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The Criminal Justice and Criminology Department offers students the opportunity to analyze and interpret systems of social control that are applied through the criminal justice system and throughout society. The major develops skills in critical thinking, communication and conducting and evaluating research to promote evidence-based decision-making. Inclusive learning environments require students to become knowledgeable and culturally competent individuals. As such the major emphasizes community engagement and service to prepare students for the jobs and leadership opportunities that will allow them to engage with the broader community and for their role as future change agents.
Official nameBachelor of arts in criminal justice and criminology
Program typeBachelor's degree
Academic homeSchool of Humanities and Social Sciences | Department of Criminal Justice and Criminology
Delivery mode100% online
AccreditationHigher Learning Commission
Transfer credit hours60
Transfer estimated cost$25,626.00
*This cost is for illustrative purposes only. Your hours and costs will differ, depending on your transfer hours, your course choices and your academic progress. See more about tuition and financial aid.
CJC students find employment in many fields within the criminal justice system and beyond. From careers in law enforcement, the courts, or corrections, to those in advocacy, counseling, victim services and community organizing, CJC graduates create their own path toward justice. In addition to preparing graduates for employment after graduation, a CJC degree is fantastic preparation for continued education in graduate school or law school.
Delivery of this program is 100% online: no campus visits are required. Courses are semester-based. Students typically take five classes each semester and finish in four years.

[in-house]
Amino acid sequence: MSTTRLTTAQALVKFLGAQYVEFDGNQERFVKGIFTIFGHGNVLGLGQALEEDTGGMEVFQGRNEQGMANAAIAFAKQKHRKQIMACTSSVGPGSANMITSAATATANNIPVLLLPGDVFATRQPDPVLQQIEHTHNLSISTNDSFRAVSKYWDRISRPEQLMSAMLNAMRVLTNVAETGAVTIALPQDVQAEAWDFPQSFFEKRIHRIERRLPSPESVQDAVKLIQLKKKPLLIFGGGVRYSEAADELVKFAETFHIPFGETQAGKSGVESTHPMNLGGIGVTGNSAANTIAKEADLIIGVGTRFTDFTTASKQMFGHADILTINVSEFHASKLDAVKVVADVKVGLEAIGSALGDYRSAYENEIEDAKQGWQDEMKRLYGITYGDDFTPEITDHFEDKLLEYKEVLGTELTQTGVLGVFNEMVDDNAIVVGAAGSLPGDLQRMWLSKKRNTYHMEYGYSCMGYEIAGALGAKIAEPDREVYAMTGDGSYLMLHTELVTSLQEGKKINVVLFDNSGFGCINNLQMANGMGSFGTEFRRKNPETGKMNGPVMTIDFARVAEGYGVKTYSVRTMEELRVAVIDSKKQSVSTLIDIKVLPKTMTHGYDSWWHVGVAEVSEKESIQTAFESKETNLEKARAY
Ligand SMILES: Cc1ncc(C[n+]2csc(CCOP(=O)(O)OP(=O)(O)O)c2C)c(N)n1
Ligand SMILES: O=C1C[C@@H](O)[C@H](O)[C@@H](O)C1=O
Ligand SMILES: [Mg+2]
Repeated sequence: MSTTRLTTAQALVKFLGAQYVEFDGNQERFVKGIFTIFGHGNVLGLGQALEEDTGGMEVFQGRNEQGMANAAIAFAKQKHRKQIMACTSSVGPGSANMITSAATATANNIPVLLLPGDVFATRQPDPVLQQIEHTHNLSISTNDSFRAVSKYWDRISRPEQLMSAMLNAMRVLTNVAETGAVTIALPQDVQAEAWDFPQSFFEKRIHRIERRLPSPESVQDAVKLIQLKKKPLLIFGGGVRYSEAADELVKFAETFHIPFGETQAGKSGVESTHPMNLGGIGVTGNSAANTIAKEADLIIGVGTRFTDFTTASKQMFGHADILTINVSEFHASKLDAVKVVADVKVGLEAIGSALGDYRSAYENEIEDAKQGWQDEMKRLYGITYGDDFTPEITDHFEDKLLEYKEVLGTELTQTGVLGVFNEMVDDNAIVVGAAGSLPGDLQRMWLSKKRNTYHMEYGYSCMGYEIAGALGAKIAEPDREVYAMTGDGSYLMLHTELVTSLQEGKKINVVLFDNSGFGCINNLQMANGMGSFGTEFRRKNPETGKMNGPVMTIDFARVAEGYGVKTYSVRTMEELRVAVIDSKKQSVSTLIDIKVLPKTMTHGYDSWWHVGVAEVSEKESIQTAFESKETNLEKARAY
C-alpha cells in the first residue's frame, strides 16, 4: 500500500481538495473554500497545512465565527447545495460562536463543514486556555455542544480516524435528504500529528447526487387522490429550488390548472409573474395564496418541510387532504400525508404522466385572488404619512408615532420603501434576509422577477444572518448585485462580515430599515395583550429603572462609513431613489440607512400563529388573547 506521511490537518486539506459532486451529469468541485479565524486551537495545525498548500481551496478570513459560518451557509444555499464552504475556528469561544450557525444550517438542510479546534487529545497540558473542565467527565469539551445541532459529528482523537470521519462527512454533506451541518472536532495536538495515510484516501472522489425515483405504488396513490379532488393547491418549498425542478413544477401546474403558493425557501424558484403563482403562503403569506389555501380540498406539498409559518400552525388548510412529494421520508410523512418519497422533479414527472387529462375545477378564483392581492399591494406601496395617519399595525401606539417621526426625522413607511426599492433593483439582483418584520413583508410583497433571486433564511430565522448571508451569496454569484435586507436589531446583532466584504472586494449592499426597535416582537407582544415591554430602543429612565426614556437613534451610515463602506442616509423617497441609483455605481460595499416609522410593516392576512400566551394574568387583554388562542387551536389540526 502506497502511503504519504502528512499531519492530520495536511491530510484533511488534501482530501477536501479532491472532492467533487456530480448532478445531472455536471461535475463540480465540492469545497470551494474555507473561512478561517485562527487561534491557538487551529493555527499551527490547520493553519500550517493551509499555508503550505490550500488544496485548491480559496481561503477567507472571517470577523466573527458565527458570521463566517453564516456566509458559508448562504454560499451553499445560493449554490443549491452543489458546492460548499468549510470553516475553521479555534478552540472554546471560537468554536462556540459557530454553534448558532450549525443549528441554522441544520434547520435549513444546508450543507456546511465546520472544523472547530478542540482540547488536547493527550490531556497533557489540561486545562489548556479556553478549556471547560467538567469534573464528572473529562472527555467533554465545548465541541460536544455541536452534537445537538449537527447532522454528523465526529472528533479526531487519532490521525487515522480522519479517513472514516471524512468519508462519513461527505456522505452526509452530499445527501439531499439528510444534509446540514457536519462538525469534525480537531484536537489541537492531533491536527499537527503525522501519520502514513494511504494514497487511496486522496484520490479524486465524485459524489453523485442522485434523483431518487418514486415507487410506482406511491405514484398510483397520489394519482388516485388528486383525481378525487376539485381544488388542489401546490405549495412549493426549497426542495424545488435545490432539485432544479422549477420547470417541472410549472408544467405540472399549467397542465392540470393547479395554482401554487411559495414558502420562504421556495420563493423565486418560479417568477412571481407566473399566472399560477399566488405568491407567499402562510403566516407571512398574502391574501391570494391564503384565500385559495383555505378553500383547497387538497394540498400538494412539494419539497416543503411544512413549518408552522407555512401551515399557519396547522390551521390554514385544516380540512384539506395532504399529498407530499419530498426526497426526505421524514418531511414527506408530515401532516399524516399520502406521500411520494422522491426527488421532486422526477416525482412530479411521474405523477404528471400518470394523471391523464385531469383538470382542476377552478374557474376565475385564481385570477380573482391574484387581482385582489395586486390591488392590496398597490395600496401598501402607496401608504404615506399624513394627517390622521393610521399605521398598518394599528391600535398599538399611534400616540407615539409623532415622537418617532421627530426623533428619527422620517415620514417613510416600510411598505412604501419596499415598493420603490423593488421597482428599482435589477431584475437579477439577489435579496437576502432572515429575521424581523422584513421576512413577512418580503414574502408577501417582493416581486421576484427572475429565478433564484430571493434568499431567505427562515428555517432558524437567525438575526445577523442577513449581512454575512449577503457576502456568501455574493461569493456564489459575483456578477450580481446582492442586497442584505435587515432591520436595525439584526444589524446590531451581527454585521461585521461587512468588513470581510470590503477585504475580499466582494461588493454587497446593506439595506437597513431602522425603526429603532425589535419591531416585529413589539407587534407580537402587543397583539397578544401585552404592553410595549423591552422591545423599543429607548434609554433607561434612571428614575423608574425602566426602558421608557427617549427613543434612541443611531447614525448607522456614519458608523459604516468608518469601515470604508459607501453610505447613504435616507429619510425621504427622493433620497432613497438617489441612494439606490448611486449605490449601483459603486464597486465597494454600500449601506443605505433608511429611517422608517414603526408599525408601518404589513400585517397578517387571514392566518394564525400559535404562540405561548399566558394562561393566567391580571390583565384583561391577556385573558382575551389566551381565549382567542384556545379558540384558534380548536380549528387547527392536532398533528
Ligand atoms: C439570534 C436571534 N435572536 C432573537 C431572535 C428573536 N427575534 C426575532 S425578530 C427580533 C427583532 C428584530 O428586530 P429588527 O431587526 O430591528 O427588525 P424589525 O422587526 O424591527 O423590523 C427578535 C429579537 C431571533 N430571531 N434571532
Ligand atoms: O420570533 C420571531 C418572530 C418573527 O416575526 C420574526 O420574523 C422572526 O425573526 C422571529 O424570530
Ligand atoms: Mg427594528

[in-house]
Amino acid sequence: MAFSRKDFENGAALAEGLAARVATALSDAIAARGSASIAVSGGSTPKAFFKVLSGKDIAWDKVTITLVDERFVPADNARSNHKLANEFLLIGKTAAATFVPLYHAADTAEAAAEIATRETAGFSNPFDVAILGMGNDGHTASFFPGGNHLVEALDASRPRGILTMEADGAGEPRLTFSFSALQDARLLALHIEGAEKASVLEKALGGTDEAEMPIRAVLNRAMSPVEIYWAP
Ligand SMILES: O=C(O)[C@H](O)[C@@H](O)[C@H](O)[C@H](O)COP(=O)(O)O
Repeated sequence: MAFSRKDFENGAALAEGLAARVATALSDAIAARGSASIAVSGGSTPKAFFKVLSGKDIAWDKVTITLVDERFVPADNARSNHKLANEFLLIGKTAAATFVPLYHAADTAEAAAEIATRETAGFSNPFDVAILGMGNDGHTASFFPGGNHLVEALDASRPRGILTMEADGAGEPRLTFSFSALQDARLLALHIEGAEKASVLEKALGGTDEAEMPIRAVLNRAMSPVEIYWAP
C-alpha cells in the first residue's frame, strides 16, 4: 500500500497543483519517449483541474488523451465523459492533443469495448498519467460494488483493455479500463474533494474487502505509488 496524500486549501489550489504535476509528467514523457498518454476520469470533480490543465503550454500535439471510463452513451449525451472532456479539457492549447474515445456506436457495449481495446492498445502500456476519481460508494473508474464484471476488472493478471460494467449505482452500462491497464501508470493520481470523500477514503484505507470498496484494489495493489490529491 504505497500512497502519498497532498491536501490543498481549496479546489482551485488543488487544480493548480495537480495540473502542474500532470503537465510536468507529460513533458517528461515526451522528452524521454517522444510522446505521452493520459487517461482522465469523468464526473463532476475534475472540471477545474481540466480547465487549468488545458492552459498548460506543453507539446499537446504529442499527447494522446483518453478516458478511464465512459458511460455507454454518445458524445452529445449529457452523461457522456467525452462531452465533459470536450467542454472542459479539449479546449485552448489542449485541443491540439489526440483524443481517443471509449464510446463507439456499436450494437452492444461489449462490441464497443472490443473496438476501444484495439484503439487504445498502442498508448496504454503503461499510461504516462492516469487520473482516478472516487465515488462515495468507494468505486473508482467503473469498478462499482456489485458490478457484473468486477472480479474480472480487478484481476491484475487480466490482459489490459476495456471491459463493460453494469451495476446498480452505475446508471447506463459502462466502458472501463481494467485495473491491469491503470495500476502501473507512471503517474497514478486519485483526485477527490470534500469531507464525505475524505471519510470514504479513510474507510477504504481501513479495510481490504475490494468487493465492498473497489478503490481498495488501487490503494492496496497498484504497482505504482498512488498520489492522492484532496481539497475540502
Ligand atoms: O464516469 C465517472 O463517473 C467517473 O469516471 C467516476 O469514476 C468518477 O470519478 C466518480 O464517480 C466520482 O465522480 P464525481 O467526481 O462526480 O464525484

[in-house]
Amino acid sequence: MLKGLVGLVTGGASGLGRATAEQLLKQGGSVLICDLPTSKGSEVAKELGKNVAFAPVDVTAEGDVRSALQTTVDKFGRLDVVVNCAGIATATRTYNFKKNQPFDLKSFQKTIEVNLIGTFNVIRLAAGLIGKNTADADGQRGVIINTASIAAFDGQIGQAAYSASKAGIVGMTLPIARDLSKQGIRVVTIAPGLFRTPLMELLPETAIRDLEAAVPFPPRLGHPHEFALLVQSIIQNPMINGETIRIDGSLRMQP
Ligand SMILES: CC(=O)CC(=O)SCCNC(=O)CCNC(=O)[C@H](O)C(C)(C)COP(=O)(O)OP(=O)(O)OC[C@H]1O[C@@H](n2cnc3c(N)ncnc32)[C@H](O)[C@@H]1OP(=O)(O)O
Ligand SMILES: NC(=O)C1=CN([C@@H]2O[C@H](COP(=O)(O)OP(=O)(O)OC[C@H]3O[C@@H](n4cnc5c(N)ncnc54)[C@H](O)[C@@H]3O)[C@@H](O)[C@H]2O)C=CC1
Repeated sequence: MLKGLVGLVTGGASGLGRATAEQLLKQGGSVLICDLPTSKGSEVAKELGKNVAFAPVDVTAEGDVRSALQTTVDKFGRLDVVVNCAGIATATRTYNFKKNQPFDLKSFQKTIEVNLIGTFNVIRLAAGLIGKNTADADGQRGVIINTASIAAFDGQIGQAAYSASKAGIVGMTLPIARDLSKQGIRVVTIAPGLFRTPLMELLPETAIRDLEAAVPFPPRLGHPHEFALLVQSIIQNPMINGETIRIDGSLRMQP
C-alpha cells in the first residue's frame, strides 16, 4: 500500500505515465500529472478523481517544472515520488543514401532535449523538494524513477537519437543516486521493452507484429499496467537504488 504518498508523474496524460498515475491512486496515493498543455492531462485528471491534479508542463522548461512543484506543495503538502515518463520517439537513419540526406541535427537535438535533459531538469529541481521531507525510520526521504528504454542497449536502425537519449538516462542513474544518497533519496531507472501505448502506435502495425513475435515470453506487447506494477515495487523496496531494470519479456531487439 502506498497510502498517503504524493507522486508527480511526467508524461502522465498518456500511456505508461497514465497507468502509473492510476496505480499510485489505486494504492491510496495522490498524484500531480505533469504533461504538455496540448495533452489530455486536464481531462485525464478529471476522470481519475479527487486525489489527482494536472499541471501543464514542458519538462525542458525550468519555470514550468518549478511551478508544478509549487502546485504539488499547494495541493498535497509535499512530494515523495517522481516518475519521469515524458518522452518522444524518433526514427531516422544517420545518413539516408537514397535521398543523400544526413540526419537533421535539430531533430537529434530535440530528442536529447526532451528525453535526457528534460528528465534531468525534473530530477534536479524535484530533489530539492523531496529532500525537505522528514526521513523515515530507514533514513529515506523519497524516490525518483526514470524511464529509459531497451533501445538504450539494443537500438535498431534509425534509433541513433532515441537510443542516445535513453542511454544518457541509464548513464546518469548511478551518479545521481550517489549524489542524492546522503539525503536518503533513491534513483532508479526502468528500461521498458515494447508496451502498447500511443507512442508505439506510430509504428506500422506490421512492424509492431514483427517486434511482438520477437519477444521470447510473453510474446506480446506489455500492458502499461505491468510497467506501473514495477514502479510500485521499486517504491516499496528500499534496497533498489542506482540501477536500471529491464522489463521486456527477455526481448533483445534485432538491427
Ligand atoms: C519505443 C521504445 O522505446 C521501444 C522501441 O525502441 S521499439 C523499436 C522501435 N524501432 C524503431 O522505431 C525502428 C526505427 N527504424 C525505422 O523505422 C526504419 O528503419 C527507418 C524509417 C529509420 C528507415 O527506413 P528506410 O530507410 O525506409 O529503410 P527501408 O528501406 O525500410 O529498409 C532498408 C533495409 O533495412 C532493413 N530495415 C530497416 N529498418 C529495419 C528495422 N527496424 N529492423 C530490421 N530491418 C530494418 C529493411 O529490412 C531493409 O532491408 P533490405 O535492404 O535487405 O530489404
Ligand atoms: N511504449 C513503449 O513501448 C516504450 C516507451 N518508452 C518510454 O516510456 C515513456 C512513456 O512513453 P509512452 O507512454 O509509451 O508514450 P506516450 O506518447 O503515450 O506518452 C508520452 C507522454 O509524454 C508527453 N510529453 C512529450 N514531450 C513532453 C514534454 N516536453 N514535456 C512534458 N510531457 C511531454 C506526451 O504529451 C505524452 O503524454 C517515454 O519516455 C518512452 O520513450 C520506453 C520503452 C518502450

Course work includes
- Structure and functioning of the criminal justice system
- Theories of crime and deviance
- Understanding and conducting research on crime and justice
- Trauma, crisis intervention, and advocacy
- Critical analysis of race, class and gender in the criminal justice system
Typical program length4 years
Typical course load5 courses per semester
The University of Missouri-Kansas City is accredited by the Higher Learning Commission, one of six regional institutional accreditors in the United States.
Dr. Sexton's interests lie at the intersection of criminology and sociolegal studies, with a specific focus on prisons, punishment and the lived experience of penal sanctions. Her research has been funded by the National Science Foundation, the National Institute of Justice, the University of Missouri Research Board and the Fletcher Jones Foundation. She recently co-authored a book with Dr. Kristi Holsinger, entitled Toward Justice: Broadening the Study of Criminal Justice, which is designed as a reader for CJC Capstone courses. Toward Justice encourages students to engage critically with conceptions of justice that go beyond the criminal justice system, in order to cultivate a more thorough understanding of the system as it operates on the ground in the imperfect world—where people aren’t always rational actors, where individual cases are linked to larger social problems, and where justice can sometimes slip through the cracks.